The province will distribute most of the money from the federal government to school authorities on a per-student basis this school year.
About $250 million from Ottawa will be given out: some in September and again sometime in the school year. The remaining $12 million will be allocated to helping school boards meet the demand for online learning options.
Education Minister Adriana LaGrange announced the decision on Wednesday.
"We have not hesitated to support our school authorities to ensure a safe return for our students," LaGrange said. "The safety and wellbeing of our staff and our students has been and continues to be my number one priority."
Edmonton and Calgary's public school districts -- the largest in the province -- will receive the highest amounts: $37 million and $45 million, respectively.
Edmonton Public School Board's Trisha Estabrooks said the money was appreciated, as was the ministry's decision to let school boards decide how it's spent.
"School boards really are in the best position to know what our needs are," Estabrooks told media.
"If – actually, when there are cases of COVID in our schools; we know that will be a reality – we’re going to have to spend the extra money to hire extra custodians to get in there and do a deep clean so that we can with confidence say to parents and students, listen, the school’s now safe to reenter.”
Thousands of Alberta students are heading back to school this week. Staff and students will be asked to follow increased safety measures amid the ongoing COVID-19 pandemic, including mandatory masks for students in Grades 4 to 12.
The federal money must be used for COVID-related costs, including staffing, adapting learning spaces, PPE and cleaning, supports for special needs students, online learning and teacher training.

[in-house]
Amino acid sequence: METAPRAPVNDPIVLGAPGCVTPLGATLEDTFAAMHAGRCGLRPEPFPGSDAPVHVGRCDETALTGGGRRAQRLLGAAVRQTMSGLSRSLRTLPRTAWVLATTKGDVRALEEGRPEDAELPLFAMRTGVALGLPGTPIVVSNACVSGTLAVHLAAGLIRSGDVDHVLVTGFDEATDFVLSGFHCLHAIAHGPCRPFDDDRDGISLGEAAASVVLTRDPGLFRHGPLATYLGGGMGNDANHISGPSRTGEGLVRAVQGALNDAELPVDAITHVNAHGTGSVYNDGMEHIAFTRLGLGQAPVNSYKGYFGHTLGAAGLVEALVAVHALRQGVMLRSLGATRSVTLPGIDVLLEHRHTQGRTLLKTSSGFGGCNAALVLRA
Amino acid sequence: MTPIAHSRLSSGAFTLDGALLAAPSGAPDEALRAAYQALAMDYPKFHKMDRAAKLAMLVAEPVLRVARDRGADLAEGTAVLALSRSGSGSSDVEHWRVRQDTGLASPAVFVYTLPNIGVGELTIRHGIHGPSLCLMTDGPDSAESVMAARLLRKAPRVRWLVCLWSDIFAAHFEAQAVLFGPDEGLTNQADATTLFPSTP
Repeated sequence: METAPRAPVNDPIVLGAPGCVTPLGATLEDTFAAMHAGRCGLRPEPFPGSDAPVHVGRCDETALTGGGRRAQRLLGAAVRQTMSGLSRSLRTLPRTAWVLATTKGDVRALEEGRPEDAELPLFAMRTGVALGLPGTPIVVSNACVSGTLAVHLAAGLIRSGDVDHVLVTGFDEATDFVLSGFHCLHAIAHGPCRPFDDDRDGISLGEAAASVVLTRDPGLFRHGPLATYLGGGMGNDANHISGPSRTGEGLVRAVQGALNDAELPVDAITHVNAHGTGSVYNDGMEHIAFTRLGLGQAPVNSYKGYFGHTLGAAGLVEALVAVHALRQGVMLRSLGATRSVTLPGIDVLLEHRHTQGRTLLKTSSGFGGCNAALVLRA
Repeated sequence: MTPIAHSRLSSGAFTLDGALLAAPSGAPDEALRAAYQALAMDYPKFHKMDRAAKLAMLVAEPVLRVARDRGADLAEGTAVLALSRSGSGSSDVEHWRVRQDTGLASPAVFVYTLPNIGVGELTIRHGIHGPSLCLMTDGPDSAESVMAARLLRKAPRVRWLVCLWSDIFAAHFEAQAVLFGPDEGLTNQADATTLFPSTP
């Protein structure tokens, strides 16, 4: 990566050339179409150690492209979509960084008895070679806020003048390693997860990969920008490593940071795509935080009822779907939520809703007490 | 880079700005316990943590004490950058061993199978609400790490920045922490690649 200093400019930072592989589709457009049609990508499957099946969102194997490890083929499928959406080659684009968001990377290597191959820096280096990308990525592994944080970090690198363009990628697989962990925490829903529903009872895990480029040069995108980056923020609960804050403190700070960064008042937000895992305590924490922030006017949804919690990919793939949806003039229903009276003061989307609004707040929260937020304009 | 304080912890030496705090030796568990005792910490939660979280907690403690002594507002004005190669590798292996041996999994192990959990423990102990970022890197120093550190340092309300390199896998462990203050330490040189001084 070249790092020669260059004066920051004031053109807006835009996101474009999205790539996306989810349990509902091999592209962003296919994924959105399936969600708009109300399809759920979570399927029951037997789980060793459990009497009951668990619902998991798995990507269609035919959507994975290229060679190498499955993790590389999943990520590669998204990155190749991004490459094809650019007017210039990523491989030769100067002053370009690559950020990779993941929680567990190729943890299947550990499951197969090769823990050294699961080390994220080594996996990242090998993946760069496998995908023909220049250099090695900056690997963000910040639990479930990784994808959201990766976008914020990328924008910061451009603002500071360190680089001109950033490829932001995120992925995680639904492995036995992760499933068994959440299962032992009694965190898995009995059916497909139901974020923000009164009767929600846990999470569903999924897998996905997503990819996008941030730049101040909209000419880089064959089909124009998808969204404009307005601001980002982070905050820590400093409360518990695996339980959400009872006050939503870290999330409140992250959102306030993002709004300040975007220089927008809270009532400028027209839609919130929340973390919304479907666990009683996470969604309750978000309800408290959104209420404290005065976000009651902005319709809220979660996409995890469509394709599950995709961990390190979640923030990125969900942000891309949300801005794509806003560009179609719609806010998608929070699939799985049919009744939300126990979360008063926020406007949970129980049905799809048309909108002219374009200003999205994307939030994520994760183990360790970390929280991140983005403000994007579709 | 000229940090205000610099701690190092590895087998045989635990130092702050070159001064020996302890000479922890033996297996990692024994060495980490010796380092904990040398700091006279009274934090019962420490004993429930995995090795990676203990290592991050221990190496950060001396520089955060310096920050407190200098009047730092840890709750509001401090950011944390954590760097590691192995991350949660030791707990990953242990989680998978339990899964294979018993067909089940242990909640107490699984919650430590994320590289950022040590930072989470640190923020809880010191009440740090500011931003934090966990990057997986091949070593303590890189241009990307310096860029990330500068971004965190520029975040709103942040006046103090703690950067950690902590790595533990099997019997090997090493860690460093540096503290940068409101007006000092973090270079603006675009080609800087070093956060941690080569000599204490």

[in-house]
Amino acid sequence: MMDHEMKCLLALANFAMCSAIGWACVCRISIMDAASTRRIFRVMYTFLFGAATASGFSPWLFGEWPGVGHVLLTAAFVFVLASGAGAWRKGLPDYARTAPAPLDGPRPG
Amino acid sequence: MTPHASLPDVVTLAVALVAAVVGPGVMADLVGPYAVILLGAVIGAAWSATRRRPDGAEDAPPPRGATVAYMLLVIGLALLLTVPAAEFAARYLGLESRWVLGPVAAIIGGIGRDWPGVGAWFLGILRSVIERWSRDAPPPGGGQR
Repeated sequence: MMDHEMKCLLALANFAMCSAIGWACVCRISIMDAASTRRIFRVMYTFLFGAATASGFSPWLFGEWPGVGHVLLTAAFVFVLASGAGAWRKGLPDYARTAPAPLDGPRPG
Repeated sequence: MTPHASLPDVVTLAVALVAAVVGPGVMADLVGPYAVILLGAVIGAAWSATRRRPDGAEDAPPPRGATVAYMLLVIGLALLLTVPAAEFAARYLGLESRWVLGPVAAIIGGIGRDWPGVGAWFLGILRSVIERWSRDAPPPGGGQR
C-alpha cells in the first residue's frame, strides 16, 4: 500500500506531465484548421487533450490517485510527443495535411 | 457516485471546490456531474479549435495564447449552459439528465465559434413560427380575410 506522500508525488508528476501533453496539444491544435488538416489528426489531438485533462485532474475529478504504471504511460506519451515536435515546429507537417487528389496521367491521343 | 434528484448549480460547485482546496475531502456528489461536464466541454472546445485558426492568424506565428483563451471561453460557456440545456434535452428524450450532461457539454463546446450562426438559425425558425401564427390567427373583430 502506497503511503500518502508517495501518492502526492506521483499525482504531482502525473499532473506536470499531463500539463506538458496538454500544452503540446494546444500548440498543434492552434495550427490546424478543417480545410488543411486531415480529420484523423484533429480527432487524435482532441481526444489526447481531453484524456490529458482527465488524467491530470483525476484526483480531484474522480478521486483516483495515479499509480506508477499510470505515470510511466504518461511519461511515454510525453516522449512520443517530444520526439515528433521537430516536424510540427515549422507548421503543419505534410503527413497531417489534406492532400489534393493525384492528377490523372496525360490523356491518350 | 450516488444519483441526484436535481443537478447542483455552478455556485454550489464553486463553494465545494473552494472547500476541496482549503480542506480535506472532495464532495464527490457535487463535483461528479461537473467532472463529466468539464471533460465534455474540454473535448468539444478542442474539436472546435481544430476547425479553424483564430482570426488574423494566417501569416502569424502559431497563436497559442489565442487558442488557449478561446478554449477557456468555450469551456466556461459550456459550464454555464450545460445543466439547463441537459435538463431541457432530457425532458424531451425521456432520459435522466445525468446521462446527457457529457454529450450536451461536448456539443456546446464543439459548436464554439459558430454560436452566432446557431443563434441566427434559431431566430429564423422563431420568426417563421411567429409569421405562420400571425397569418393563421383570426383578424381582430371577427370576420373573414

LaGrange said she consulted school boards, administrators and disability advocates in recent days on how to best use the funding.
"I believe that this approach is the fairest and most equitable way to disperse the funding," she said.
The federal funding is part of a $2-billion Safe Return to Class Fund.
Prime Minister Justin Trudeau announced the financial commitment late in August. At the time, the province said it needed more time to decide how to spend the money.
On Tuesday, Premier Jason Kenney said it won't be used to reduce class sizes.
“We appreciate the additional federal funding, but there is no world in which you could reduce class sizes in half and reopen the schools for the current school year,” Kenney said.
The NDP Opposition applauded the government's decision to increase per-student funding. But education critic Sarah Hoffman said the education minister should do more to prioritize smaller class sizes.
"This announcement should have been done the same day the federal money was announced," Hoffman said. "We absolutely could have had kids come back to much smaller class sizes today."
LaGrange said Wednesday that this approach will allow local school boards the flexibility to decide how to best use their funding.
"It's important that schools have this flexibility with their school boards in order to address their specific needs," Alberta Teachers' Association president Jason Schilling said, encouraging boards to consult local teachers and principals. "Now we need school boards to act on those requests from schools."
The ATA would like to see reduced class sizes, more educational assistants and custodial staff, plus supports for substitute teachers. A recent poll by the association found that 64 per cent of Albertans feel that reducing class sizes should be a priority.
Estabrooks did not commit that any of the funding would be used to reduce class sizes, except to say that the option may be considered.
"I’ll be honest, $37 million spread across a division of our size isn’t going to be enough to bring class sizes down to a level where we could still physically distant students," she commented.
"I know it may sound like a lot, but in reality, that’s less than four per cent of Edmonton Public’s operating budget. And so while we appreciate this money, I will remind people that education is in fact a provincial responsibility... The longer this pandemic continues, the more money that will be needed to properly put in place Scenario 1.”